IPython depends upon many open source packages which one must install. Also your notebook may’ve some additional dependencies which needs to be installed locally. For present example, such dependencies includes: pandoc, libzmq-dev, python-matplotlib, nose, tornado, jinja2, sphinx, & pyzmq.

Install them by running the following commands in the system terminal:

sudo apt-get install pandoc
sudo apt-get install libzmq-dev
sudo apt-get install python-matplotlib
sudo easy_install nose tornado jinja2 sphinx pyzmq

3. Install IPython NoteBook Engine

I’ll be explaining source code install method here (for its merit in ability to change version later on) over official method. To do so create a folder named ipython and git checkout its source code release from GitHub. Now to install IPython, run one of the following commands:

sudo python install (for python 2.x versions)


sudo python3 install (for python 3.x versions)

Use command ipython (for python 2.x) or ipython3 (for python 3.x) for accessing ipython binary. Notebook creation command will be ipython notebook. This will open a browser based editor for the same.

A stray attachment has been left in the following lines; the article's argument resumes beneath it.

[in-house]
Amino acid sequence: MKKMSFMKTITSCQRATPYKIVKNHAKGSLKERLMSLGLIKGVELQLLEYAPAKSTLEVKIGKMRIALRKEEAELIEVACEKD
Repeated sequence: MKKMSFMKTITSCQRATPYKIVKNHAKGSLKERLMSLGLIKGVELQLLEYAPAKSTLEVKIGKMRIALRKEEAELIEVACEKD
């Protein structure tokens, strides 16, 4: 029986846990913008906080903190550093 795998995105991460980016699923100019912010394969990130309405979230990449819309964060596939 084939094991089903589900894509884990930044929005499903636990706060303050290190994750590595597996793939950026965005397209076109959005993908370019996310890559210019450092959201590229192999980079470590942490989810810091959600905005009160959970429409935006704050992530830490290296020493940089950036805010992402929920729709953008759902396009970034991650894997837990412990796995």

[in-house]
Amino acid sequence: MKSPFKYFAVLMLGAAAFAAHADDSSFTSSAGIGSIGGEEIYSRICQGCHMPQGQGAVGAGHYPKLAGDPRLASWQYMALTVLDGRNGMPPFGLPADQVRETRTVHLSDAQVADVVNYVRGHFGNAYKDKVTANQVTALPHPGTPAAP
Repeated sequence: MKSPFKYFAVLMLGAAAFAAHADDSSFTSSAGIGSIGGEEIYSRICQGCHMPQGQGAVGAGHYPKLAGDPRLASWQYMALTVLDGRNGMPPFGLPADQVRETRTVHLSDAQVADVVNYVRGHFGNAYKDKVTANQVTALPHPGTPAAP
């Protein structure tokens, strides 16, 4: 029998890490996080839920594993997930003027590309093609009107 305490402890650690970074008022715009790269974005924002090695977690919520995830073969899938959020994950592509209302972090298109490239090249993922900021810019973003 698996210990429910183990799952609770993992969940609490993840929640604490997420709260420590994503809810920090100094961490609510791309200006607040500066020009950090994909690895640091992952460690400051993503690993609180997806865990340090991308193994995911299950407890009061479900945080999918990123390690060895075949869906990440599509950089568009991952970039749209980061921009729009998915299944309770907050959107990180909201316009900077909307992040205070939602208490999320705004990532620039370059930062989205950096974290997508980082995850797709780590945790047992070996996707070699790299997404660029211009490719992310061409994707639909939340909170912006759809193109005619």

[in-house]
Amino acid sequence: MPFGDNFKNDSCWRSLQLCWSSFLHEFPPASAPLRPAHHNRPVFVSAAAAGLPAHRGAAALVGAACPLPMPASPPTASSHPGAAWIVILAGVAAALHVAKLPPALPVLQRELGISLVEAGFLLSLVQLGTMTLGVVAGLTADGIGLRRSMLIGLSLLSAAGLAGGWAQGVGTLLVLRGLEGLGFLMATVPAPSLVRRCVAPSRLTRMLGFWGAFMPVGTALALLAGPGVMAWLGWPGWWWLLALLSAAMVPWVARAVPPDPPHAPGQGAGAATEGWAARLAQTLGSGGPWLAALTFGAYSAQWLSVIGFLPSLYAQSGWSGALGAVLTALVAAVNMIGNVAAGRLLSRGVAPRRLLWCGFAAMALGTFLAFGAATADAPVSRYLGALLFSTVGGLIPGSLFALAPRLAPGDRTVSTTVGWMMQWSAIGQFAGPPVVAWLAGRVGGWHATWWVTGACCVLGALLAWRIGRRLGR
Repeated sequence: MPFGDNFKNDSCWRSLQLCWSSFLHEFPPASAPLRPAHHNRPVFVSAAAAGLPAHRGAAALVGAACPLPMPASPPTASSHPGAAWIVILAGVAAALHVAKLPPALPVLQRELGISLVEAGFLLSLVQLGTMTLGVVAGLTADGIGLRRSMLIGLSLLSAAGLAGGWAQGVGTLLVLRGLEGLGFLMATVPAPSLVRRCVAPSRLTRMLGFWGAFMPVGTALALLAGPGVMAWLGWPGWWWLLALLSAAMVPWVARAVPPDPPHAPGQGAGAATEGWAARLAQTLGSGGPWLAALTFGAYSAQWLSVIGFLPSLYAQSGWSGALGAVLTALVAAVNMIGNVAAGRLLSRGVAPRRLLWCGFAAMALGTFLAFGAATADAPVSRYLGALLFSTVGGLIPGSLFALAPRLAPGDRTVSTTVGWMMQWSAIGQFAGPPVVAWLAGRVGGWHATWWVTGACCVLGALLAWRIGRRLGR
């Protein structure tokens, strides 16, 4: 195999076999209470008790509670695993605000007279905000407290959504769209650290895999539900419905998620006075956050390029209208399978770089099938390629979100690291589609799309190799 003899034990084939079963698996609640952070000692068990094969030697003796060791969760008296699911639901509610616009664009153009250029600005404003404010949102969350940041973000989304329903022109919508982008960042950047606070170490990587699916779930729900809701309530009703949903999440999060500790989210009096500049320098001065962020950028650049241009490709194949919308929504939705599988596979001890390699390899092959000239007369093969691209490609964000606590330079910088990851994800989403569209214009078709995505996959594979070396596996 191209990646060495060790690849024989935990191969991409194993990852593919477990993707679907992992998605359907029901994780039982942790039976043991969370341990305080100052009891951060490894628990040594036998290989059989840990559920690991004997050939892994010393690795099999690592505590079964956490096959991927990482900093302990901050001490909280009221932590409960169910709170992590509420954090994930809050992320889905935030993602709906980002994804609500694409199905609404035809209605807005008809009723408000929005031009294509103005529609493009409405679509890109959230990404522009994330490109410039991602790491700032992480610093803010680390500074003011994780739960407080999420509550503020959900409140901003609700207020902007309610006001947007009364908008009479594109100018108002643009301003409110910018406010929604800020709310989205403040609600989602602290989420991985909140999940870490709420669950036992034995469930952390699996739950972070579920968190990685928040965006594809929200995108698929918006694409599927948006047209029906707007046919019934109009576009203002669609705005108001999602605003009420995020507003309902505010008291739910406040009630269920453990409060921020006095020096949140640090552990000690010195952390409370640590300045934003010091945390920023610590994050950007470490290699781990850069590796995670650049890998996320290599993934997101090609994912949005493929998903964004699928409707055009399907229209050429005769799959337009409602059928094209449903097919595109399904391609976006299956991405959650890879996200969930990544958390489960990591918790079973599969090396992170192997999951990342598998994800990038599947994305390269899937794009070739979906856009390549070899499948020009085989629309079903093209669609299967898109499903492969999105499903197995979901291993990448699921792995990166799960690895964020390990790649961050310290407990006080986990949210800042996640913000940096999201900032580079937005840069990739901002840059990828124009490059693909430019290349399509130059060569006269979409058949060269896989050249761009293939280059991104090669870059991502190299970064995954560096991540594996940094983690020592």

ANACONDA DataScience Platform

Just like Horton Works data science platform, I recommend you installing ANACONDA Data Science Platform. ANACONDA comes with Jupyter so no need for exclusive installation of ipython. IPython is python only implementation of Jupyter.

Here you can create notebooks using command jupyter notebook instead of ipython notebook.

ANACONDA Installation:

Download the installer, Around 455Mb. Open linux terminal and execute sudo bash (for python 3.5) or bash (for python 2.7).

ANACONDA CheatSheet:

OPEN CheatSheet

4. Install IPython Widgets

Powerful widgets like: ipyleaflet, bqplot, pythreejs and cookiecutter can be installed alongside. These widgets will provide following features to your notebooks: